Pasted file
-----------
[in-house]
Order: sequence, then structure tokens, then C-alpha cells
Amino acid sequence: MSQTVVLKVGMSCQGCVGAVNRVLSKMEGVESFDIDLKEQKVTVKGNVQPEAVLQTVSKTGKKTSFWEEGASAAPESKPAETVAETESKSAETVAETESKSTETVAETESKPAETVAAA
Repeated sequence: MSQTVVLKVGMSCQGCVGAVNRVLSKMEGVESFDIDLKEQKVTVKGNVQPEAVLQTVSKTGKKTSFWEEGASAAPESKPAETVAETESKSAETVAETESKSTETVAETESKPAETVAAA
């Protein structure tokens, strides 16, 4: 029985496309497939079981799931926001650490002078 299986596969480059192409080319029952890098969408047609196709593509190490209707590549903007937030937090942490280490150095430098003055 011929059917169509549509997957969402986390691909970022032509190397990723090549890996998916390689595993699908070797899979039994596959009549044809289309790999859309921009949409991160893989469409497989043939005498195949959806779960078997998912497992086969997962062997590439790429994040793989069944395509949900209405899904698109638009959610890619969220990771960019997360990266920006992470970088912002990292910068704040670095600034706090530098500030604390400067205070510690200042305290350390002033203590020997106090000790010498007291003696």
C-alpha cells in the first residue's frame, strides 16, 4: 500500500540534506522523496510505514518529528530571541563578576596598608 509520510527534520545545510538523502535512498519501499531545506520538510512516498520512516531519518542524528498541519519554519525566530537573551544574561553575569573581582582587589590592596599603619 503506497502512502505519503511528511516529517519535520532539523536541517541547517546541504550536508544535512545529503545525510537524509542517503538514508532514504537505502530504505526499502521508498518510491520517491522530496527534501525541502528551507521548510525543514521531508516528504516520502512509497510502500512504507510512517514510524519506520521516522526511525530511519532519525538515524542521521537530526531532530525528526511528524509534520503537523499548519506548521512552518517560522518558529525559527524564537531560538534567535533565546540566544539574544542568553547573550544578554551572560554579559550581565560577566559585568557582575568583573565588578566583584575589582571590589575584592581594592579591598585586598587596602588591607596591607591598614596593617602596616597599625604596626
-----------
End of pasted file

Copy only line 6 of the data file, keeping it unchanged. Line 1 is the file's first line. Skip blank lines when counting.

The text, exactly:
C-alpha cells in the first residue's frame, strides 16, 4: 500500500540534506522523496510505514518529528530571541563578576596598608 509520510527534520545545510538523502535512498519501499531545506520538510512516498520512516531519518542524528498541519519554519525566530537573551544574561553575569573581582582587589590592596599603619 503506497502512502505519503511528511516529517519535520532539523536541517541547517546541504550536508544535512545529503545525510537524509542517503538514508532514504537505502530504505526499502521508498518510491520517491522530496527534501525541502528551507521548510525543514521531508516528504516520502512509497510502500512504507510512517514510524519506520521516522526511525530511519532519525538515524542521521537530526531532530525528526511528524509534520503537523499548519506548521512552518517560522518558529525559527524564537531560538534567535533565546540566544539574544542568553547573550544578554551572560554579559550581565560577566559585568557582575568583573565588578566583584575589582571590589575584592581594592579591598585586598587596602588591607596591607591598614596593617602596616597599625604596626